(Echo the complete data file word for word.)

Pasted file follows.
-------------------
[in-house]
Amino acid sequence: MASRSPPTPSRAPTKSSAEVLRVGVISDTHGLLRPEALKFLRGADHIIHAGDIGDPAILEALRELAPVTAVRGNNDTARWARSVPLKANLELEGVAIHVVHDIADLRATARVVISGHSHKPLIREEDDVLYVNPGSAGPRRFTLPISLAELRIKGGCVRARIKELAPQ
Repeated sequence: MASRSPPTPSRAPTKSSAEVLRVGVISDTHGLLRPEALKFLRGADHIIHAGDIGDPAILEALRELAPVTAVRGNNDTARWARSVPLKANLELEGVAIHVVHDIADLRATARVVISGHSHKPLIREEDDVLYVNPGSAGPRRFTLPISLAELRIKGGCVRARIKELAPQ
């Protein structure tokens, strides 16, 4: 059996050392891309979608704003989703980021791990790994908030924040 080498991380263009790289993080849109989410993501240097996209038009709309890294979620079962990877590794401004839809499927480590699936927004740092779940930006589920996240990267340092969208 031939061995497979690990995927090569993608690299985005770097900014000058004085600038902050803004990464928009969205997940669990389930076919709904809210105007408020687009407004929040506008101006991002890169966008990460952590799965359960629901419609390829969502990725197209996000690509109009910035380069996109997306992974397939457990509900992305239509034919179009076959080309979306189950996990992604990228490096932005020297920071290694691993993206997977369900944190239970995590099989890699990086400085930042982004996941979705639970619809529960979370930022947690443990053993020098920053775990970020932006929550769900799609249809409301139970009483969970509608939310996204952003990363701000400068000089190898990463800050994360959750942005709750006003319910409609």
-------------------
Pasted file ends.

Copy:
[in-house]
Amino acid sequence: MASRSPPTPSRAPTKSSAEVLRVGVISDTHGLLRPEALKFLRGADHIIHAGDIGDPAILEALRELAPVTAVRGNNDTARWARSVPLKANLELEGVAIHVVHDIADLRATARVVISGHSHKPLIREEDDVLYVNPGSAGPRRFTLPISLAELRIKGGCVRARIKELAPQ
Repeated sequence: MASRSPPTPSRAPTKSSAEVLRVGVISDTHGLLRPEALKFLRGADHIIHAGDIGDPAILEALRELAPVTAVRGNNDTARWARSVPLKANLELEGVAIHVVHDIADLRATARVVISGHSHKPLIREEDDVLYVNPGSAGPRRFTLPISLAELRIKGGCVRARIKELAPQ
């Protein structure tokens, strides 16, 4: 059996050392891309979608704003989703980021791990790994908030924040 080498991380263009790289993080849109989410993501240097996209038009709309890294979620079962990877590794401004839809499927480590699936927004740092779940930006589920996240990267340092969208 031939061995497979690990995927090569993608690299985005770097900014000058004085600038902050803004990464928009969205997940669990389930076919709904809210105007408020687009407004929040506008101006991002890169966008990460952590799965359960629901419609390829969502990725197209996000690509109009910035380069996109997306992974397939457990509900992305239509034919179009076959080309979306189950996990992604990228490096932005020297920071290694691993993206997977369900944190239970995590099989890699990086400085930042982004996941979705639970619809529960979370930022947690443990053993020098920053775990970020932006929550769900799609249809409301139970009483969970509608939310996204952003990363701000400068000089190898990463800050994360959750942005709750006003319910409609």